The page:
Let’s Talk About Sex and Cancer
- Health & Wellness
- February 13, 2015
Sex is a natural part of everyone’s life, but discussing it can be cumbersome for some adults, especially when one of them is diagnosed with a debilitating cancer like mesothelioma.
Mesothelioma can affect so many aspects of emotional and physical intimacy that most couples find they need to have honest conversations. Misunderstandings can develop when couples don’t openly discuss what hurts, what doesn’t and how they are making their partner feel during sex.
Side effects of treatments, such as surgery and chemotherapy, may cause cancer patients discomfort, making sex painful or impossible. That also raises fears in their partners who think they may hurt their loved ones when initiating sex.
Some couples dealing with mesothelioma in their lives don’t necessarily miss intercourse. They may long for the foreplay, hugging, kissing or cuddling, but don’t know how to bring up the subject.
The good news is there are tips that may serve as conversation starters for couples who don’t know how to approach this delicate moment.
Starting the Conversation
It may be difficult at first to bring up the topic of intimacy and sex with your partner.
These conversation starters are not judgmental. They provide each person the opportunity to openly share feelings without expectations or blame.
Here are some suggestions on how to start that conversation:
- “Our lives have changed so much since I was diagnosed with mesothelioma. I miss feeling close to you physically.”
- “It seems like all we talk about anymore is cancer. I feel like we have lost ourselves as a couple.”
- “Is it just me or do you miss the way our sex life used to be?”
Write down what you want to say to your partner and practice if you are initially uncomfortable talking about sexuality.
Here are some more tips for talking about sex and intimacy with our partner:
- Some people are not comfortable using sexual terms in conversations. Practice saying the words aloud until it feels more comfortable. Try to avoid slang terms or euphemisms for body parts or sexual activities as it can lead to misunderstandings.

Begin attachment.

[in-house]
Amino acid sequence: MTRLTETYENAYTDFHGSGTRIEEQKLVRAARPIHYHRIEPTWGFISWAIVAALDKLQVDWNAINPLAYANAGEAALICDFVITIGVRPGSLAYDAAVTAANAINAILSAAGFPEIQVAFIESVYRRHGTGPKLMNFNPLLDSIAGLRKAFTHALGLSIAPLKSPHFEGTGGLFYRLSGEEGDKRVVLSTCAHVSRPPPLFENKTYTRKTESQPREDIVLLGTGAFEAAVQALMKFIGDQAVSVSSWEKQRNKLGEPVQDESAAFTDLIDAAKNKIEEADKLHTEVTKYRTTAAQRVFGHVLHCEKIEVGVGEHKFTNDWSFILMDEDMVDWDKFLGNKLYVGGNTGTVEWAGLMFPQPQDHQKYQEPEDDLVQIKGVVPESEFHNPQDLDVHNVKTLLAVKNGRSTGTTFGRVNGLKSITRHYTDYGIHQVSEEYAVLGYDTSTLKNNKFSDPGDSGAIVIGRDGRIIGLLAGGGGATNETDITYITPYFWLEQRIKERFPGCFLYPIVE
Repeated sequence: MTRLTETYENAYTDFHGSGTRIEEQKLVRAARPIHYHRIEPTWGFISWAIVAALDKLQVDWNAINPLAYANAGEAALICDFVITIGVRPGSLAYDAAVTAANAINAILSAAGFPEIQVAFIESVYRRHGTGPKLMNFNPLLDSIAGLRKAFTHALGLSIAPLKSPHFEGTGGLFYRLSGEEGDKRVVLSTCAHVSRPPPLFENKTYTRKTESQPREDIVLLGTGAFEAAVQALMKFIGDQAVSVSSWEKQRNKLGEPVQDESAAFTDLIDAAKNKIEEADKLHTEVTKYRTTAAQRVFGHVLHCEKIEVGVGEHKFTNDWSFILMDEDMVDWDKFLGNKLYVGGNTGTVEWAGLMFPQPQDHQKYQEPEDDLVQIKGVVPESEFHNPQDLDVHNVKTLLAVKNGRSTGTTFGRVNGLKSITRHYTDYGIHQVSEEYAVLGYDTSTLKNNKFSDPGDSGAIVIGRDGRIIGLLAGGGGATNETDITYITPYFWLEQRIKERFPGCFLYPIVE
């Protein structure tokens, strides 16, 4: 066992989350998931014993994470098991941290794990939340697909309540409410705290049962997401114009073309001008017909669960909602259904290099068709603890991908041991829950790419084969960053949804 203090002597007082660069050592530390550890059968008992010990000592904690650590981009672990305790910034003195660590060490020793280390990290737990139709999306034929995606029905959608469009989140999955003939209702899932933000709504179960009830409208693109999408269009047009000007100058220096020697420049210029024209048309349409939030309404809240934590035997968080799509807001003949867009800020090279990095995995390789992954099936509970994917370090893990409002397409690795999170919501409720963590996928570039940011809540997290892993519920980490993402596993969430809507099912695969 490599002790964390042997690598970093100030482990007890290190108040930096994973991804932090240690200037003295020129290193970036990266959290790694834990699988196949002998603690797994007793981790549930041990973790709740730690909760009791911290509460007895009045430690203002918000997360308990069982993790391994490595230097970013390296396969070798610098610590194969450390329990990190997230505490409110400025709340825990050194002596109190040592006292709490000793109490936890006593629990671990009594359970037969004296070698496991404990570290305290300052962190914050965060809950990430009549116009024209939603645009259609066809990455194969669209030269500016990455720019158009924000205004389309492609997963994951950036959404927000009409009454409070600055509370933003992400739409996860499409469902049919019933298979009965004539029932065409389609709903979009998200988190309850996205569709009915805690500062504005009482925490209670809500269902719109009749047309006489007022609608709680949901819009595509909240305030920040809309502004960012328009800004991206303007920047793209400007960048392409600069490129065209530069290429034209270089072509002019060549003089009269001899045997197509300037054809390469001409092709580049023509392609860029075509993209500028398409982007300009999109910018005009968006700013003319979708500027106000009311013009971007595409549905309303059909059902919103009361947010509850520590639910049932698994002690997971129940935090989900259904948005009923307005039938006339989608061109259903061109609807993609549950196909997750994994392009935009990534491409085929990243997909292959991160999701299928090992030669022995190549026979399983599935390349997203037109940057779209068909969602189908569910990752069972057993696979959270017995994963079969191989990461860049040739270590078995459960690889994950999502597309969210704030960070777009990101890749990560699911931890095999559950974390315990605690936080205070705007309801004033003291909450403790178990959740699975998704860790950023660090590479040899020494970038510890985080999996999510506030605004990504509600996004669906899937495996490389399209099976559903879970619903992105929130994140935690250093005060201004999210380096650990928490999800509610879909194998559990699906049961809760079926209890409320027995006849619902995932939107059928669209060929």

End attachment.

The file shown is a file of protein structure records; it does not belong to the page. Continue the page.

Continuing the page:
- Let your partner know when something hurts.
- Be honest about problems with sexual function, such as erectile dysfunction, vaginal dryness or fatigue, and be open to trying new things to minimize these problems.
There is no “perfect time” to talk about sex when battling a serious illness like mesothelioma. But, try to pick a time when both of you are relaxed and choose a neutral location to talk. Conversations about sex do become easier over time.
Learning to talk about sex and intimacy can actually have the effect of bringing a couple closer.
Dana Nolan, MS, LMHC, is a licensed mental health counselor who leads The Mesothelioma Center's monthly support group. She specializes in working with individuals affected by cancer. Dana practices in Altamonte Springs, Fla.
- Cancer.net. (n.d.) Dating and Intimacy. Retrieved from http://www.cancer.net/coping-and-emotions/sexual-and-reproductive-health/dating-and-intimacy
- National Cancer Institute. (2013, December 9). Sexuality and Reproductive Issues. Retrieved http://www.cancer.gov/cancertopics/pdq/supportivecare/sexuality/Patient